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Aligning widgets


(Note: Today, since I’m giving a webinar, we have another guest post by Jim Pendleton, an Advisory Consultant in the Exelis VIS Professional Services Group. I indented his code for him. –MP) Working with IDL’s widget geometry can be challenging at times. There are many platform- and font-specific issues that often need to be taken into account when writing a UI that will present well across all IDL’s target devices. Additionally, your end user will often have their desktop customized in such a way that you never dreamt possible or desirable. The upshot is that you can waste a lot of energy tweaking an interface to be exactly the way you want it on your box via bulletin board bases and specific pixel offsets, but it’ll render in nightmarish fashion on another box. Some customers are willing to pay a lot of money for pretty and they should be encouraged to continue doing so. Others would rather have their development budget directed toward having their problem solved. One approach for an 80% solution is to align widgets based on their calculated geometries at runtime. Consider the following example which displays 5 rows of widgets within the context of a column base. The rows will have differing numbers of items, one row of 2 items, one row of 3 items, and three rows of 4 items.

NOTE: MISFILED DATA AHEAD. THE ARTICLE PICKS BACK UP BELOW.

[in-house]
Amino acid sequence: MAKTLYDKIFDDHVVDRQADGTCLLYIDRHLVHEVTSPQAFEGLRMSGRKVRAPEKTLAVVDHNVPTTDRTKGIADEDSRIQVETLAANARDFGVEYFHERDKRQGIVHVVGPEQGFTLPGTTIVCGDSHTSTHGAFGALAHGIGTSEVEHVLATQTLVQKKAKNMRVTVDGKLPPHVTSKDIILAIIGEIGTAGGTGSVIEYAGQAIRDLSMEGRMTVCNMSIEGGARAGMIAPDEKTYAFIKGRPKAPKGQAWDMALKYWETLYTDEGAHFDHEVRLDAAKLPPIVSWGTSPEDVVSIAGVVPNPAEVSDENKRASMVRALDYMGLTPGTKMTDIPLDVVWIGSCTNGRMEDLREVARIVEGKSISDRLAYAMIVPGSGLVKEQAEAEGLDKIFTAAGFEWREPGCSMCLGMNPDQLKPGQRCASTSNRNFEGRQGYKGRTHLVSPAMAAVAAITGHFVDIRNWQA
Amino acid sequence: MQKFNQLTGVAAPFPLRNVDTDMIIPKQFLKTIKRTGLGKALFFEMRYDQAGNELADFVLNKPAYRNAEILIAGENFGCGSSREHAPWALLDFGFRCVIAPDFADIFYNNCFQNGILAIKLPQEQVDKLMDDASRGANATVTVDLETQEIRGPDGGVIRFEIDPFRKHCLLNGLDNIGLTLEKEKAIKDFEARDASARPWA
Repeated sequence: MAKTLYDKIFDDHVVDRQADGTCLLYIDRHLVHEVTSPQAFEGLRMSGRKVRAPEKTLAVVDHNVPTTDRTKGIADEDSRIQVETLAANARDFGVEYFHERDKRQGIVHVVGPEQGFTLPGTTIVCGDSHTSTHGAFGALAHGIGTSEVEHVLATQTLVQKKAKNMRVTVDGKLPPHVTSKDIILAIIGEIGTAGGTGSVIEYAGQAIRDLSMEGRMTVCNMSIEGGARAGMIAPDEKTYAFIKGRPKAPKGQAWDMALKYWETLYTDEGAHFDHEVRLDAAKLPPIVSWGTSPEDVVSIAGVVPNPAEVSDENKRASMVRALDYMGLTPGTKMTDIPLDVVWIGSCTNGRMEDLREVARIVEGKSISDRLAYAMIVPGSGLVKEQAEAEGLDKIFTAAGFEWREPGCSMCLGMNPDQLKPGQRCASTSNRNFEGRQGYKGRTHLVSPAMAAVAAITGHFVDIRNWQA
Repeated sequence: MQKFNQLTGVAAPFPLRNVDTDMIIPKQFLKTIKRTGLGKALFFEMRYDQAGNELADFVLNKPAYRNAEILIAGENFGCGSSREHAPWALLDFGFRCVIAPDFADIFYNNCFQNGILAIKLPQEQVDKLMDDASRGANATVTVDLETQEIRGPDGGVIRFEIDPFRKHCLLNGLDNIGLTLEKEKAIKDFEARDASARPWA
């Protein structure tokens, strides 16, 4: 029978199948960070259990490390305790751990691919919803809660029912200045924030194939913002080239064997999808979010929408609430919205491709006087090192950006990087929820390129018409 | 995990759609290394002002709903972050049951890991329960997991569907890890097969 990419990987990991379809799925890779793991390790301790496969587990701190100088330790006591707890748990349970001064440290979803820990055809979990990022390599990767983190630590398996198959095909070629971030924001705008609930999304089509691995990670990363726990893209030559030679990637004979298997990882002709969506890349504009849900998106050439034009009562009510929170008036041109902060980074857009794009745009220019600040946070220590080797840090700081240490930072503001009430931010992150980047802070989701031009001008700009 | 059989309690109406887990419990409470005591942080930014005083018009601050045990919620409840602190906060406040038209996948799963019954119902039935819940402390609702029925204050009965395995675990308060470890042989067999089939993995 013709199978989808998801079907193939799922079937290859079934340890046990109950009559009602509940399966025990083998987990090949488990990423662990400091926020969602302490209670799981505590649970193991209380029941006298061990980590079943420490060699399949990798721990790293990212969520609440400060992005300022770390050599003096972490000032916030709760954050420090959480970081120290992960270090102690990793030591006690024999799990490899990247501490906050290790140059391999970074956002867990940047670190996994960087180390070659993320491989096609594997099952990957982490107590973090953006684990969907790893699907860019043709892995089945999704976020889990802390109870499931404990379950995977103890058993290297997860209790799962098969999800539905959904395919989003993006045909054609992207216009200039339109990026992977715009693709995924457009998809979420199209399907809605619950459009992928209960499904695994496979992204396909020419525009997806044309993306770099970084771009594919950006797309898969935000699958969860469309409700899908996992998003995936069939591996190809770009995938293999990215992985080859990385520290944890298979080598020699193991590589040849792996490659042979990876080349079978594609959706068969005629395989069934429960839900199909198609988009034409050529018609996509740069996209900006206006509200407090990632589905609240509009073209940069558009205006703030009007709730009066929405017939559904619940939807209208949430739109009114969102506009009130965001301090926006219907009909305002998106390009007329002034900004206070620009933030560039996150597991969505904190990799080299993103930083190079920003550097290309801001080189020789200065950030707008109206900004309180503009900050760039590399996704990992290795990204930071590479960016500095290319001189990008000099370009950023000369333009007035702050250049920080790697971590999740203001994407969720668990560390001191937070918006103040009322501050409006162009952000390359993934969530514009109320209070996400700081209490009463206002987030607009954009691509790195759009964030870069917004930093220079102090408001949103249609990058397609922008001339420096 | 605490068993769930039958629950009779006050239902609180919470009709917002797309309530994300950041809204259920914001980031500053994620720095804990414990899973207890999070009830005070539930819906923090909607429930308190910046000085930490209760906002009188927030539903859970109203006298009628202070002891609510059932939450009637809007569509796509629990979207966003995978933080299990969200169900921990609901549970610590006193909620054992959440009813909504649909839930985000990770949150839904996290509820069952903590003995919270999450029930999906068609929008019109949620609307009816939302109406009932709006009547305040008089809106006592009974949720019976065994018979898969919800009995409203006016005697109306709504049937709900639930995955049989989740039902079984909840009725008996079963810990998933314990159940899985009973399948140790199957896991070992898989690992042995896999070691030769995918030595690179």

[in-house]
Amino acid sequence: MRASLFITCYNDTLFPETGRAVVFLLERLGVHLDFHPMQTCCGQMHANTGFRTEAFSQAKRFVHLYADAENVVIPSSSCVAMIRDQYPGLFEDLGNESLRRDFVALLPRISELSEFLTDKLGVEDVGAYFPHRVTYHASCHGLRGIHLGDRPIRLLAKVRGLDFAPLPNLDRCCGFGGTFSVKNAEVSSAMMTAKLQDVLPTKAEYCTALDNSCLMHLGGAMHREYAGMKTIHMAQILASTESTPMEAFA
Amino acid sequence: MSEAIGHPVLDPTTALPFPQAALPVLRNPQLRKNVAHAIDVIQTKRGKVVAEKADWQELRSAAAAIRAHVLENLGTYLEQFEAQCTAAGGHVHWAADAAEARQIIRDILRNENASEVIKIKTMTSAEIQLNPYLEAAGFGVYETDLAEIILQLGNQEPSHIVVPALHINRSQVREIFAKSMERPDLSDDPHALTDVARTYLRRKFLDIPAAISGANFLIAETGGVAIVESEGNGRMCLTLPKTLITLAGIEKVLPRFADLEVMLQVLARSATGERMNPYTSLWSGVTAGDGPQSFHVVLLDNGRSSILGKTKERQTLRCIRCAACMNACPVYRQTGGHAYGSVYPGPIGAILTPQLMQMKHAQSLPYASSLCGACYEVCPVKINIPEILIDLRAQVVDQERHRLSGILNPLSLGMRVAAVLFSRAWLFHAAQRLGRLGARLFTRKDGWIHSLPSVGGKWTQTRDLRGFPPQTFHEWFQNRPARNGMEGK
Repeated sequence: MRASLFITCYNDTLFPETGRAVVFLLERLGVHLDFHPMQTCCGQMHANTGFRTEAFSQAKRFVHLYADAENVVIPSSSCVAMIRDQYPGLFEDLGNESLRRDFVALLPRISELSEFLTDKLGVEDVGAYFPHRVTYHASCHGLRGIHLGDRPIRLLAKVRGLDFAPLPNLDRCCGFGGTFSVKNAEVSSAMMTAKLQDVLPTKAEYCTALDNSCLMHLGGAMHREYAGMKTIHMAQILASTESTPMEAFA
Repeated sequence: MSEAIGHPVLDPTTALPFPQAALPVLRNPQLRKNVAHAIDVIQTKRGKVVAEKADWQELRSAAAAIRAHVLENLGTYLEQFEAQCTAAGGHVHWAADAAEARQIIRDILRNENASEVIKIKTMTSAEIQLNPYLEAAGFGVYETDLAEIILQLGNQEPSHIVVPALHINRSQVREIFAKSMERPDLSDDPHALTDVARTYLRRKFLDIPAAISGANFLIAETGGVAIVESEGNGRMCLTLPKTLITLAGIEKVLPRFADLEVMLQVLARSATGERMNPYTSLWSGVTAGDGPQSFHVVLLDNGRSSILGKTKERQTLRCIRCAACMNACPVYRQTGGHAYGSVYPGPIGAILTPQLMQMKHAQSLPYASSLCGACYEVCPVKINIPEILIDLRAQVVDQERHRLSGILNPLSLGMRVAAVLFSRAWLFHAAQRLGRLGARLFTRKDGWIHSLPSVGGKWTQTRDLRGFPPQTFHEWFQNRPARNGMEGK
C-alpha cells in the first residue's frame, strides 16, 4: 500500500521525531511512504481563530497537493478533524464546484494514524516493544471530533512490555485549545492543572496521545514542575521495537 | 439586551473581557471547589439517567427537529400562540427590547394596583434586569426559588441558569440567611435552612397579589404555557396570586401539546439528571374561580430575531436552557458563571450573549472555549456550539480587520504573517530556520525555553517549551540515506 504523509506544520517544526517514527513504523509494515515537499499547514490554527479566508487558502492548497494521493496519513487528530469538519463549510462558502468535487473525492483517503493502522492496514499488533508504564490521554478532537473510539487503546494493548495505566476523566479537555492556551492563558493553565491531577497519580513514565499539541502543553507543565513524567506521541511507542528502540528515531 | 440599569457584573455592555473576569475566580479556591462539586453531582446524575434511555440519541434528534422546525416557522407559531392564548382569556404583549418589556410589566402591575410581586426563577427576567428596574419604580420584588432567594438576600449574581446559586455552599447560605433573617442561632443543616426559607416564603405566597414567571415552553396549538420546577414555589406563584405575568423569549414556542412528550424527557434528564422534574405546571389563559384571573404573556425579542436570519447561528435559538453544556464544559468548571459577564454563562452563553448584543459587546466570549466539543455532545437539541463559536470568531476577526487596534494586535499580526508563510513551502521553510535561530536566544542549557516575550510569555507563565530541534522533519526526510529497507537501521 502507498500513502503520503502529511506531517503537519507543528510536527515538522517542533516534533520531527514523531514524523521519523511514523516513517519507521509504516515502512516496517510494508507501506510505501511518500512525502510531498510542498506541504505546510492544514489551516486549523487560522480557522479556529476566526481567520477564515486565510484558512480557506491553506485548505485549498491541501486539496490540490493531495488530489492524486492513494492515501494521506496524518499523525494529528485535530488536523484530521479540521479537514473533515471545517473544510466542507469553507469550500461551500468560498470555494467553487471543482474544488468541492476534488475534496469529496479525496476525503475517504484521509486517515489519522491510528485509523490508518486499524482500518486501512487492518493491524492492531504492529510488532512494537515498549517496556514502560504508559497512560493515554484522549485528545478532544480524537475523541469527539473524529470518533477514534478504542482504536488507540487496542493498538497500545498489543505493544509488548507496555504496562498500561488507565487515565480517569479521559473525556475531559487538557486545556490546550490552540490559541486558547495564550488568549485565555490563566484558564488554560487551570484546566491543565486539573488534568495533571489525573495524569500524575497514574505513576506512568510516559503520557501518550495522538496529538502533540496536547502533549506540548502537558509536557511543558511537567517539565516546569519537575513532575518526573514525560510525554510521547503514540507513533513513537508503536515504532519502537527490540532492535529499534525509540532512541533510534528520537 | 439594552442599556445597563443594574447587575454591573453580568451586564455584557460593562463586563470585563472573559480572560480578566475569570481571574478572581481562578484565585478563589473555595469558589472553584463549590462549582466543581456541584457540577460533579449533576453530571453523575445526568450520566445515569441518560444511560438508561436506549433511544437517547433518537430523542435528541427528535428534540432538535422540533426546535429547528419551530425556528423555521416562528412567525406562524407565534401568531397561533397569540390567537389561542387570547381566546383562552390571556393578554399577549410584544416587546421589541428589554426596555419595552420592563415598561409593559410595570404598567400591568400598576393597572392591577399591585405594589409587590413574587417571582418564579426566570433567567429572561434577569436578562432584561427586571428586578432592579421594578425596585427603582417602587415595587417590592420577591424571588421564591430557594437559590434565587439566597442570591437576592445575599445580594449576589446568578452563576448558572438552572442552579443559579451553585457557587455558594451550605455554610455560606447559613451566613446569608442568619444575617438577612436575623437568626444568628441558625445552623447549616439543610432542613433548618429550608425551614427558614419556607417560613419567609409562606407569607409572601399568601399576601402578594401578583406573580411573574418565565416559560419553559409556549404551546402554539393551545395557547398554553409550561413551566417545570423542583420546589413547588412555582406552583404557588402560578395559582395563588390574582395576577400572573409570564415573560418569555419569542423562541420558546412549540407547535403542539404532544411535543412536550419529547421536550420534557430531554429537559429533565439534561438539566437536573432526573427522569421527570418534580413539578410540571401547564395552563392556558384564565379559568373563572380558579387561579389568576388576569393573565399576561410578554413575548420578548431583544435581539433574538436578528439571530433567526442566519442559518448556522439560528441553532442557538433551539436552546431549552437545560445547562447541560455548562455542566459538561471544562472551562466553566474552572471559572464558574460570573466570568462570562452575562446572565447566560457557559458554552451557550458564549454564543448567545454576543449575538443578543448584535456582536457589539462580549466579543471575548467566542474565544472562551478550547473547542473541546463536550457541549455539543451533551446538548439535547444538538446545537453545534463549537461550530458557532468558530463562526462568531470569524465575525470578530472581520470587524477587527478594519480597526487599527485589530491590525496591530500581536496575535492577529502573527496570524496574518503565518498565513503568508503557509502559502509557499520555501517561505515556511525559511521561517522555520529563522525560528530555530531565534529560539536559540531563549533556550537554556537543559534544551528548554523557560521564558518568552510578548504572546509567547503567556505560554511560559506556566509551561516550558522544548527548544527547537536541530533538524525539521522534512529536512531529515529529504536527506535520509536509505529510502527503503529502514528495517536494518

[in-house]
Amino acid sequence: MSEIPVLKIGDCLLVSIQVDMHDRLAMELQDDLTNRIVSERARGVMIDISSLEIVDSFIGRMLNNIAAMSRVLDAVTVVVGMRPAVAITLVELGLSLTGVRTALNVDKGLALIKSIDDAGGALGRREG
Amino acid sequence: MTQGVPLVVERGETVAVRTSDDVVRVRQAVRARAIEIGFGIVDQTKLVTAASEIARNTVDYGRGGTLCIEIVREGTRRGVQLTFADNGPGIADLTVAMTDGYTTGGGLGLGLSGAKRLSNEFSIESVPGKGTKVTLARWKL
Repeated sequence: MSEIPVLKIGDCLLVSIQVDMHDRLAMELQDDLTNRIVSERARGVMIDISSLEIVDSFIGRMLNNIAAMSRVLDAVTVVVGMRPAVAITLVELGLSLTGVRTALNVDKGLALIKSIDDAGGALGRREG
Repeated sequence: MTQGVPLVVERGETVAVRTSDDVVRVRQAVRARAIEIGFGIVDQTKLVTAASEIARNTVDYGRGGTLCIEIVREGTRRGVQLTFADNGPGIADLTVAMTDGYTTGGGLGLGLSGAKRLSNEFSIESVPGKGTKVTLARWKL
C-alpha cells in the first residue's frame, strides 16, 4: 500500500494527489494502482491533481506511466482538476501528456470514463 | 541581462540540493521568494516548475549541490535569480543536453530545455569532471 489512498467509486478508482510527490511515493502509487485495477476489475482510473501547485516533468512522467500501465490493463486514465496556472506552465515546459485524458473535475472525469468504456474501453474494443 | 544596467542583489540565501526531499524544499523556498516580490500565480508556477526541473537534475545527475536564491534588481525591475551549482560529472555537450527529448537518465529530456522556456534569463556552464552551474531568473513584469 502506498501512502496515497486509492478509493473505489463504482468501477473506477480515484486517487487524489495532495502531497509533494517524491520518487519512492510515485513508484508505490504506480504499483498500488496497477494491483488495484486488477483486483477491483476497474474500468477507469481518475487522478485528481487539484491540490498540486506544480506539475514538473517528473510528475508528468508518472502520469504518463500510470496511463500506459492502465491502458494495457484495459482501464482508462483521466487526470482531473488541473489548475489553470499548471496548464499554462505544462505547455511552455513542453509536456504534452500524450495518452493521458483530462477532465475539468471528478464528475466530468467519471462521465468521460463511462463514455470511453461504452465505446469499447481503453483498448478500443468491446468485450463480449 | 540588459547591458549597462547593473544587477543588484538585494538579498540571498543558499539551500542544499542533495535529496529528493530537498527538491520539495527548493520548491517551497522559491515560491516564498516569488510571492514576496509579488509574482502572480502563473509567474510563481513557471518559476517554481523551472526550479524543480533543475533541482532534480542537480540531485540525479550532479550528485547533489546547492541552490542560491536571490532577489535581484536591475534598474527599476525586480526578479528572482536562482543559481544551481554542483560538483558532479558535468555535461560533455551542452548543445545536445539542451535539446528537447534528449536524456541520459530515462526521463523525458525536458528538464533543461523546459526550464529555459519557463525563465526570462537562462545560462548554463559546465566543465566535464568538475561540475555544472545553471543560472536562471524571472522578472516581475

pro ExampleBase, ALIGN = ALIGN compile_opt idl2 TLB = widget_base(/COLUMN, TITLE = $ (['Poorly', 'Properly'])[keyword_set(ALIGN)] + ' Aligned Base') ; Row 0 = 2 columns row0 = widget_base(TLB, /ROW) label = widget_label(row0, VALUE = 'Parameter') label = widget_label(row0, VALUE = 'Value') ; Row 1 = 3 columns row1 = widget_base(TLB, /ROW) label = widget_label(row1, VALUE = 'Select a file') t1 = widget_text(row1, VALUE = 'a/filename/here') b1 = widget_button(row1, /BITMAP, $ VALUE = filepath('open.bmp', SUBDIR=['resource', 'bitmaps']), $ /ALIGN_LEFT) ; Row 2 = 4 columns row2 = widget_base(TLB, /ROW) label = widget_label(row2, VALUE = 'Select one from among many') t = widget_combobox(row2, $ VALUE = ['primary option', 'a much longer option here']) blank = widget_label(row2, VALUE = '') label = widget_label(row2, VALUE = 'Additional expository text') ; Row 3 = 4 columns row3 = widget_base(TLB, /ROW) label = widget_label(row3, VALUE = '') label = widget_label(row3, VALUE = '') label = widget_label(row3, VALUE = '') label = widget_label(row3, VALUE = 'broken into two lines.') ; Row 4 = 4 columns row4 = widget_base(TLB, /ROW) label = widget_label(row4, VALUE = 'Status = READY', /SUNKEN_FRAME) blank = widget_label(row4, VALUE = '') blank = widget_label(row4, VALUE = '') button = widget_button(row4, VALUE = 'Cancel') if (keyword_set(ALIGN)) then begin AlignColumns, TLB endif widget_control, TLB, /REALIZE end